HairI’ve been a fan of the late, great newsletter-cum reference book The Tightwad Gazette since I was a subscriber in the early 90s. I loved the idea of people across the country sharing simple, creative little tricks for creating a quality, happy life, while spending less money and amassing less unnecessary stuff. In that wonderfully friendly, miserly tradition, I’d like to share any fun ideas I come across that help me use less money, less time, less space for stuff, or all of the above. I think it’s fitting here. My “nomad” lifestyle is all about staying as free as possible from the fetters of unnecessary bills and unnecessary stuff.

Here’s my latest discovery: Since I grew up enough to wash my own hair, I’ve always shampooed my hair every single day. I felt I had to. My genes have blessed me with the charming combination of an oily scalp and baby-fine hair, so that any oil in my hair sticks it flat to my head. To add to the ickiness, my hair is light in color as well as texture (shifting, through my teenage years, from pale blonde to my current light, reddish brown), and any extra oil covers the pale color, making the entire flat mess dull, dark—quite obviously an oil slick. I’ve always felt the need to do a full shampoo at least every 24 hours, and sometimes even more often.

Well, fellow oily folks, check this out: The beauty magazine in a web site, Total Beauty, gives targeted advice for all hair types. After I took a quiz on the site, my hair was diagnosed as “oily” (big surprise), and I was given this advice: “It may sound counterintuitive, but don’t wash your hair every day. Why? Because it dries out your scalp, causing it to produce more oil, which just makes the situation worse.” I’d, um, never thought of that. The site suggested that I wash no more than once every other day, but assured me that I could just rinse my hair with water on off days, for styling and anti-ick purposes. I’d never thought of that, either. It had never occurred to me to just rinse my hair without going through the whole shampoo-and-conditioner-and-styling products routine.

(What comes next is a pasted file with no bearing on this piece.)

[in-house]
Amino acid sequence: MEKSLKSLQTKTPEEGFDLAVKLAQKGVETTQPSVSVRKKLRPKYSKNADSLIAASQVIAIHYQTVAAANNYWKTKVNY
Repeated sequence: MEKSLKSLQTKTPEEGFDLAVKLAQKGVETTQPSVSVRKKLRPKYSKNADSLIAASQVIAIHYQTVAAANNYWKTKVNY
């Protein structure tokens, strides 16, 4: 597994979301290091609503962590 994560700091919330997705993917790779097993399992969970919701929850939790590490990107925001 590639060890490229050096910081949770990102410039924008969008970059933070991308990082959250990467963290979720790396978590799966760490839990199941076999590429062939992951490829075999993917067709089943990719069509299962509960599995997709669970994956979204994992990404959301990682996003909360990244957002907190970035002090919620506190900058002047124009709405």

Well, I’ve been following the advice for about two weeks now, and I’m delighted with the results. The oil slick seems to come on a bit more slowly, and just rinsing my hair in the shower on the second day does wonders: My hair gets its color back, and it dries fluffier and cuter than it does on the days I shampoo. I don’t feel the need to add volumizing hairspray (which I do on shampoo days), because my hair already has just the right amount of residual stickiness. Better yet, I use only half as much shampoo and conditioner, and my non-shampoo showers are lightening fast, saving time, water, and heating costs. It’s sad to think how much shampoo, conditioner, time, and natural resources I’ve wasted over the years because I just didn’t know any better. I’m glad someone finally enlightened me.

This is a prime example of the fine example set by The Tightwad Gazette. From it, I learned the power of scientific experimentation in everyday life. Its author, the brilliant and entertaining Amy Dacyczyn, always encouraged her readers to find new uses for old things, new fixes for broken things, and to question how much laundry detergent they really needed, whether the dishwasher or the sink used more water, and so on. Now that I’ve realized that my lifelong hair-washing assumptions were wrong, my scientific tightwad mind has been reawakened. I’ll let you know how my future experiments turn out.